Surgery for Impingement Syndrome, Subacromial Decompression

ExitCare ImageSubacromial decompression surgery is for patients with rotator cuff tendinitis, subacromial bursitis (inflamed fluid filled sac between the shoulder joint and top of the shoulder blade), or impingement syndrome (inflamed rotator cuff tendons, due to pinching). Surgery is for patients with continued shoulder pain, despite at least 3 months of rehabilitation treatment. The shoulder pain is so severe that it affects patients' daily activities or greatly decreases their quality of life. Patients who will benefit most from surgery are those whose shoulder bone (acromion) has a curve, hook, or bump (spur), or those who have a partial rotator cuff tear. There are 3 purposes of surgery. First, the inflamed bursa is removed. Second, the shoulder bone defect (curve, hook, spur) is removed. Third, the coracoacromial ligament is cut. This surgery is intended to reduce pain, by increasing space in the area, so that the rotator cuff is less likely to be pinched.


  • Infection of the shoulder joint.

  • Patient is unable or unwilling to complete the postoperative program. This includes keeping the shoulder in a sling or immobilizer (if open surgery is performed), or performing the needed rehabilitation.

  • Emotional or psychological conditions that contribute to the shoulder condition.

  • Patients who have rotator cuff inflammation due to other causes. This includes impingement caused by shoulder instability, weak shoulder blade muscles (scapula), shoulder arthritis, stiff or frozen shoulder, or a large os acromionale (failure of the shoulder bone growth plates to fuse properly).


  • Infection.

  • Bleeding.

  • Injury to nerves (numbness, weakness, paralysis).

  • Continued or recurring pain.

  • Detachment of the deltoid shoulder muscle (if open surgery is performed).

  • Stiffness or loss of shoulder motion.

  • Decrease in athletic performance.

  • Shoulder weakness.

  • Fracture of the shoulder bone.

  • Pain in the joint connecting the shoulder bone and collarbone.

  • Removal of too much or too little shoulder bone.


Technique used may vary between surgeons. In general, the surgery is performed with a flexible tube and tools inserted in a few small slits near the joint (arthroscopic). It may also be completed through an open cut (incision). The goal of the procedure is to remove the bursa, remove the shoulder bone deformity, and cut the coracoacromial ligament. Electricity will be used to sear the small capillaries (cauterize), to stop small amounts of bleeding. Other tools used are an electric or motorized shaver, to remove the bursa, and a small power drill (burr) to remove the deformity of the shoulder bone.

If the procedure is completed with an open incision, the surgeon will detach the deltoid shoulder muscle from the shoulder bone and cut the coracoacromial ligament. The deformity of the shoulder bone is then removed, using a saw or chisel (osteotome). A file (rasp) may be used to smooth the edges. Finally, the bursa is removed with scissors, and the deltoid muscle is reattached to the shoulder bone.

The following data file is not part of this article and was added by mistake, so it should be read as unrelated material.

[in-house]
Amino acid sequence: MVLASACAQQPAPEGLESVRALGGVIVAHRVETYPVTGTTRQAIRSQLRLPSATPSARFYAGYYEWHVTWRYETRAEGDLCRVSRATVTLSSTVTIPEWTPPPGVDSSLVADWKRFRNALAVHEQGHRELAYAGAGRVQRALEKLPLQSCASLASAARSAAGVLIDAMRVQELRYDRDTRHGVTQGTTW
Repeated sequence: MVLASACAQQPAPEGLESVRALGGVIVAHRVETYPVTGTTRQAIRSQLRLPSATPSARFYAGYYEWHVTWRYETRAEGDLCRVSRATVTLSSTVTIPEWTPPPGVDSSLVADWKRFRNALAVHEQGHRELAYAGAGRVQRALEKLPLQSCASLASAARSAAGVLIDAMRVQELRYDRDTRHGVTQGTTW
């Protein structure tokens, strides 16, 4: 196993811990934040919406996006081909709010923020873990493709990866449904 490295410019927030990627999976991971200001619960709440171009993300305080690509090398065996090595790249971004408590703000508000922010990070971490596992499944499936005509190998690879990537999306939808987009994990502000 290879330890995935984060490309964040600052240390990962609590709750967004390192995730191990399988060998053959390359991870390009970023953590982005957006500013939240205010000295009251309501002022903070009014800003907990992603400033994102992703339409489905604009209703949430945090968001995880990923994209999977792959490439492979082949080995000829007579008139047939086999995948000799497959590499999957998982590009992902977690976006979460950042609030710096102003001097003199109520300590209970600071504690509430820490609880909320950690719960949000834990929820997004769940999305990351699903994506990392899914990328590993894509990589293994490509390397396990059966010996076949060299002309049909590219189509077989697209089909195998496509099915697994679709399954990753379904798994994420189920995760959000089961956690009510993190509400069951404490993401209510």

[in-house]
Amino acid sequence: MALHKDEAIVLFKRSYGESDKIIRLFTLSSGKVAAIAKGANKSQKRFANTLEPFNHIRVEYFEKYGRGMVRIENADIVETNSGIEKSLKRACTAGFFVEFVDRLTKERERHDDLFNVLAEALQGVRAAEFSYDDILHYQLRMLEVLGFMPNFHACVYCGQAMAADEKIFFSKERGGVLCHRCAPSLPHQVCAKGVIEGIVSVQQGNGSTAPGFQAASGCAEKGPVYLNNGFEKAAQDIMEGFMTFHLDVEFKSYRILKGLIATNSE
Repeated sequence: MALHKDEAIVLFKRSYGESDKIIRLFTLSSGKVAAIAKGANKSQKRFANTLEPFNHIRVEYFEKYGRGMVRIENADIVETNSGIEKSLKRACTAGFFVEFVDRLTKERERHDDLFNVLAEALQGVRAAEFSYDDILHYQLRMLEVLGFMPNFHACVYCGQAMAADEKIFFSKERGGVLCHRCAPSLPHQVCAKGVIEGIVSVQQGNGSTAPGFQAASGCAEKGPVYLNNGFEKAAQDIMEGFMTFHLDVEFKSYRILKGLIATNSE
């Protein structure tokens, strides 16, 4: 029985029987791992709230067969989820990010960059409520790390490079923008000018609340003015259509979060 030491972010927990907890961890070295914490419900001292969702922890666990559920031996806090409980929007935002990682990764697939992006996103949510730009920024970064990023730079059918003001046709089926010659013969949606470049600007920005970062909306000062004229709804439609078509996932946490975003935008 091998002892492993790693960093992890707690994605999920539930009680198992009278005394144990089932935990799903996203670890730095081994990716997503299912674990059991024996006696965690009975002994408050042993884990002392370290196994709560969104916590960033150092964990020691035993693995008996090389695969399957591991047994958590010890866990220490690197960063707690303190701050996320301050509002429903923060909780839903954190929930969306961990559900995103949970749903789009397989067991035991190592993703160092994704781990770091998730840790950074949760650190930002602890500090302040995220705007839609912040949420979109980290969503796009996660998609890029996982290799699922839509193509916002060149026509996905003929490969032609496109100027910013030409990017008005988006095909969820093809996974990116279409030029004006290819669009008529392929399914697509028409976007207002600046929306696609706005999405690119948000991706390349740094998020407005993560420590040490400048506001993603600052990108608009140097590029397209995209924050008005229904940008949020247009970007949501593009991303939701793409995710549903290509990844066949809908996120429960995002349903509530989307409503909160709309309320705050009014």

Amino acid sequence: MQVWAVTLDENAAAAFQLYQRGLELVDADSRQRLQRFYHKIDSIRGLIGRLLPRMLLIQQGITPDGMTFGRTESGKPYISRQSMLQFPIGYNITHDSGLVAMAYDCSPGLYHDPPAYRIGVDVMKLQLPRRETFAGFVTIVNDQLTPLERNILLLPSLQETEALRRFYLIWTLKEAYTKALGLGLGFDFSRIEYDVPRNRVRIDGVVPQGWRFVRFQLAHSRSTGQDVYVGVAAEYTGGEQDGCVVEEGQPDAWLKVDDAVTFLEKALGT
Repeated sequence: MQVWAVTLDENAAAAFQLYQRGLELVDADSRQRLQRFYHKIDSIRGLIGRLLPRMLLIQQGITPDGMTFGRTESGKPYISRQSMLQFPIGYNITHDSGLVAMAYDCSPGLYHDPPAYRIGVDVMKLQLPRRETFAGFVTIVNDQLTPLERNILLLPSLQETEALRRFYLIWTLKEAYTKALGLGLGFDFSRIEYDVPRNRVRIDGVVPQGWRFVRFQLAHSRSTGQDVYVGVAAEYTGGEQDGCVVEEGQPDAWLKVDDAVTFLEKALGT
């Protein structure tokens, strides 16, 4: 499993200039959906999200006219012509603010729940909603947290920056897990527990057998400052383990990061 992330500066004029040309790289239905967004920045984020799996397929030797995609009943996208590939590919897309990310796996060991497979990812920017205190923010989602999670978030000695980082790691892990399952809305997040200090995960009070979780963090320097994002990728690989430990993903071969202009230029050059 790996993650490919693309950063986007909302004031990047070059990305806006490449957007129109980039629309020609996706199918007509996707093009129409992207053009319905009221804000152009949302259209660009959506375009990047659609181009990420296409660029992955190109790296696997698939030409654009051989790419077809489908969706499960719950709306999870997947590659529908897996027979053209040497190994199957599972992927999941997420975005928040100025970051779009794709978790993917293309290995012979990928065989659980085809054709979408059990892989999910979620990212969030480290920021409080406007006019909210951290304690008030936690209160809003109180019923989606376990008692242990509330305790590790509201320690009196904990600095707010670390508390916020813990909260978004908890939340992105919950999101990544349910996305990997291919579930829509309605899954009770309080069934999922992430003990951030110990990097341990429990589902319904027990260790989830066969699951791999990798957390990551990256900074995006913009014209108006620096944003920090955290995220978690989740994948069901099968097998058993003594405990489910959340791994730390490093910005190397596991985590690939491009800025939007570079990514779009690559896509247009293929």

• Postoperative care depends on the surgical technique used (arthroscopic or open).

  • Follow the instructions given to you by your surgeon.

  • Keep the wound clean and dry for 10 to 14 days after surgery, especially if open surgery is performed.

  • Wear a sling, brace, or immobilizer as prescribed by your surgeon. This often lasts a couple days for arthroscopic procedures, or 6 to 8 weeks for open procedures, because the deltoid muscle must heal.

  • You will be given pain medicines by your caregiver or surgeon. Take only as much medicine as you need.

  • You may be advised to perform motion exercises immediately after surgery. These may be performed at home or with a therapist.

  • Postoperative rehabilitation and exercises are very important to regain motion, and later, strength.


  • 6 weeks is the minimum waiting time required before returning to play. Open procedure surgeries are often longer.

  • Return to sports depends on the type of sport and the position played.

  • A therapist must assess your strength and range of motion before athletics may be resumed.


  • You experience pain, numbness, or coldness in the hand.

  • Blue, gray, or dark color appears in the fingernails.

  • Any of the following occur after surgery:

  • Increased pain, swelling, redness, drainage of fluids, or bleeding in the affected area.

  • Signs of infection (headache, muscle aches, dizziness, a general ill feeling with fever).

  • New, unexplained symptoms develop. (Drugs used in treatment may produce side effects.)

Do not eat or drink anything before surgery. Solid food makes general anesthesia more hazardous.